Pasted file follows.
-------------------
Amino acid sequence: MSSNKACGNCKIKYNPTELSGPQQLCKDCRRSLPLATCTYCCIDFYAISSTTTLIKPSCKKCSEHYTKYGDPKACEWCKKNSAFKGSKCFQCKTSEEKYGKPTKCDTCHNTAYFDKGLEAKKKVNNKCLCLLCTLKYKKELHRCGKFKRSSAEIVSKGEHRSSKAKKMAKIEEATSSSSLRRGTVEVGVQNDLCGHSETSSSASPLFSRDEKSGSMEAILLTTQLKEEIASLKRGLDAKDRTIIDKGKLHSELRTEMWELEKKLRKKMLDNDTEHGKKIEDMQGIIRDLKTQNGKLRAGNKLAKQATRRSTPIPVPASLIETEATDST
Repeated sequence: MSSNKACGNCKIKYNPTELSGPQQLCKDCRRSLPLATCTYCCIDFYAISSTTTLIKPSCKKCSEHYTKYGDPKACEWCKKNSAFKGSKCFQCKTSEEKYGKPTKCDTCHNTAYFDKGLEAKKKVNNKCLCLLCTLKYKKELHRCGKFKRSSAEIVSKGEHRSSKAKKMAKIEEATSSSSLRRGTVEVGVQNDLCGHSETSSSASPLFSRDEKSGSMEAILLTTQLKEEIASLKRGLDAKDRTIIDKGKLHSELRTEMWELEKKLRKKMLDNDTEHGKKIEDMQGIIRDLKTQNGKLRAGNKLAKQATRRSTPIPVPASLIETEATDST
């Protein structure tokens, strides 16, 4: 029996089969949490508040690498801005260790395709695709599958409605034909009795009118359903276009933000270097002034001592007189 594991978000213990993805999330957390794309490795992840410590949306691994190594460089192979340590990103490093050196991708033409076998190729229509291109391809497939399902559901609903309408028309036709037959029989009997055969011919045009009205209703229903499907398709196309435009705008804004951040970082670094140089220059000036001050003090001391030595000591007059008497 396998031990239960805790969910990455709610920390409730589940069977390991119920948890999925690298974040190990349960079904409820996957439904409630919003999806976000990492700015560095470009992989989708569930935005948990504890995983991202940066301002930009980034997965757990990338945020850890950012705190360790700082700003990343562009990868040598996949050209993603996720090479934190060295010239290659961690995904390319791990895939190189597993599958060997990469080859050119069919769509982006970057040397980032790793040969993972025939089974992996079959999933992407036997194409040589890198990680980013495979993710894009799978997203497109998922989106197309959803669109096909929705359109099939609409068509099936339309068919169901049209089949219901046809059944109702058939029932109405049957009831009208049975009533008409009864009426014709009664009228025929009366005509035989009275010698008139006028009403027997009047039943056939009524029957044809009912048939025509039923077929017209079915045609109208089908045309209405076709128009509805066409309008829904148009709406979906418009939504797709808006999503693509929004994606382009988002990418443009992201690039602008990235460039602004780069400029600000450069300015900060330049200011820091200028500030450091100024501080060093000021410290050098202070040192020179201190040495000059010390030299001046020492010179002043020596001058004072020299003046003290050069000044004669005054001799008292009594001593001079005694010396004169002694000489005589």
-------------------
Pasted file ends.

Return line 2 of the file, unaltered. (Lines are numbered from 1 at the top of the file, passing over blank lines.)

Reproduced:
Repeated sequence: MSSNKACGNCKIKYNPTELSGPQQLCKDCRRSLPLATCTYCCIDFYAISSTTTLIKPSCKKCSEHYTKYGDPKACEWCKKNSAFKGSKCFQCKTSEEKYGKPTKCDTCHNTAYFDKGLEAKKKVNNKCLCLLCTLKYKKELHRCGKFKRSSAEIVSKGEHRSSKAKKMAKIEEATSSSSLRRGTVEVGVQNDLCGHSETSSSASPLFSRDEKSGSMEAILLTTQLKEEIASLKRGLDAKDRTIIDKGKLHSELRTEMWELEKKLRKKMLDNDTEHGKKIEDMQGIIRDLKTQNGKLRAGNKLAKQATRRSTPIPVPASLIETEATDST